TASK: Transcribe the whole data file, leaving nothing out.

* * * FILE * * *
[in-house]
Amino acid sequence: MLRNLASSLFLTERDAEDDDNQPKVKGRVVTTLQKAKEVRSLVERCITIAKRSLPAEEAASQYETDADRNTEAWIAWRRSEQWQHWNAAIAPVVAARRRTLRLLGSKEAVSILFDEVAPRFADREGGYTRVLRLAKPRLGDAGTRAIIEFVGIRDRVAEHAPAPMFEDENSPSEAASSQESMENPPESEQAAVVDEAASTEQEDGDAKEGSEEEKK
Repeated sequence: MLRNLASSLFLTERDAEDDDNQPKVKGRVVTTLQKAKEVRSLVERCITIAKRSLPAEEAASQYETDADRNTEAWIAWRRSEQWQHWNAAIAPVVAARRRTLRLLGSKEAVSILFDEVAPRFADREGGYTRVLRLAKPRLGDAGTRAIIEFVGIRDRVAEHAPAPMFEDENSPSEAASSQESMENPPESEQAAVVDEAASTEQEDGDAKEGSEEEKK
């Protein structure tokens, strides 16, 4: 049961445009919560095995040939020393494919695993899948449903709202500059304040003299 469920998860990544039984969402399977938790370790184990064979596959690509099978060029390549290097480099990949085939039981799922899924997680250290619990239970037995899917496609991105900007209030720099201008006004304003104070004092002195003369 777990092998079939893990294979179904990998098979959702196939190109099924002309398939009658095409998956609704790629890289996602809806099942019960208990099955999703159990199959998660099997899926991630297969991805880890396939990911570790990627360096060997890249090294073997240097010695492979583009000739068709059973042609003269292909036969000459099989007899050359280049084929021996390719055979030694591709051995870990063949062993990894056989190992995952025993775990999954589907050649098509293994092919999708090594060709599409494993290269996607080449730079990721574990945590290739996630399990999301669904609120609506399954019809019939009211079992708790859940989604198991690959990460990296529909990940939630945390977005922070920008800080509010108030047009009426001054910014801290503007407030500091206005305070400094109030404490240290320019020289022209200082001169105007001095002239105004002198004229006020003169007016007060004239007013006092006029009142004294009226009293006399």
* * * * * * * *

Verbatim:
[in-house]
Amino acid sequence: MLRNLASSLFLTERDAEDDDNQPKVKGRVVTTLQKAKEVRSLVERCITIAKRSLPAEEAASQYETDADRNTEAWIAWRRSEQWQHWNAAIAPVVAARRRTLRLLGSKEAVSILFDEVAPRFADREGGYTRVLRLAKPRLGDAGTRAIIEFVGIRDRVAEHAPAPMFEDENSPSEAASSQESMENPPESEQAAVVDEAASTEQEDGDAKEGSEEEKK
Repeated sequence: MLRNLASSLFLTERDAEDDDNQPKVKGRVVTTLQKAKEVRSLVERCITIAKRSLPAEEAASQYETDADRNTEAWIAWRRSEQWQHWNAAIAPVVAARRRTLRLLGSKEAVSILFDEVAPRFADREGGYTRVLRLAKPRLGDAGTRAIIEFVGIRDRVAEHAPAPMFEDENSPSEAASSQESMENPPESEQAAVVDEAASTEQEDGDAKEGSEEEKK
């Protein structure tokens, strides 16, 4: 049961445009919560095995040939020393494919695993899948449903709202500059304040003299 469920998860990544039984969402399977938790370790184990064979596959690509099978060029390549290097480099990949085939039981799922899924997680250290619990239970037995899917496609991105900007209030720099201008006004304003104070004092002195003369 777990092998079939893990294979179904990998098979959702196939190109099924002309398939009658095409998956609704790629890289996602809806099942019960208990099955999703159990199959998660099997899926991630297969991805880890396939990911570790990627360096060997890249090294073997240097010695492979583009000739068709059973042609003269292909036969000459099989007899050359280049084929021996390719055979030694591709051995870990063949062993990894056989190992995952025993775990999954589907050649098509293994092919999708090594060709599409494993290269996607080449730079990721574990945590290739996630399990999301669904609120609506399954019809019939009211079992708790859940989604198991690959990460990296529909990940939630945390977005922070920008800080509010108030047009009426001054910014801290503007407030500091206005305070400094109030404490240290320019020289022209200082001169105007001095002239105004002198004229006020003169007016007060004239007013006092006029009142004294009226009293006399």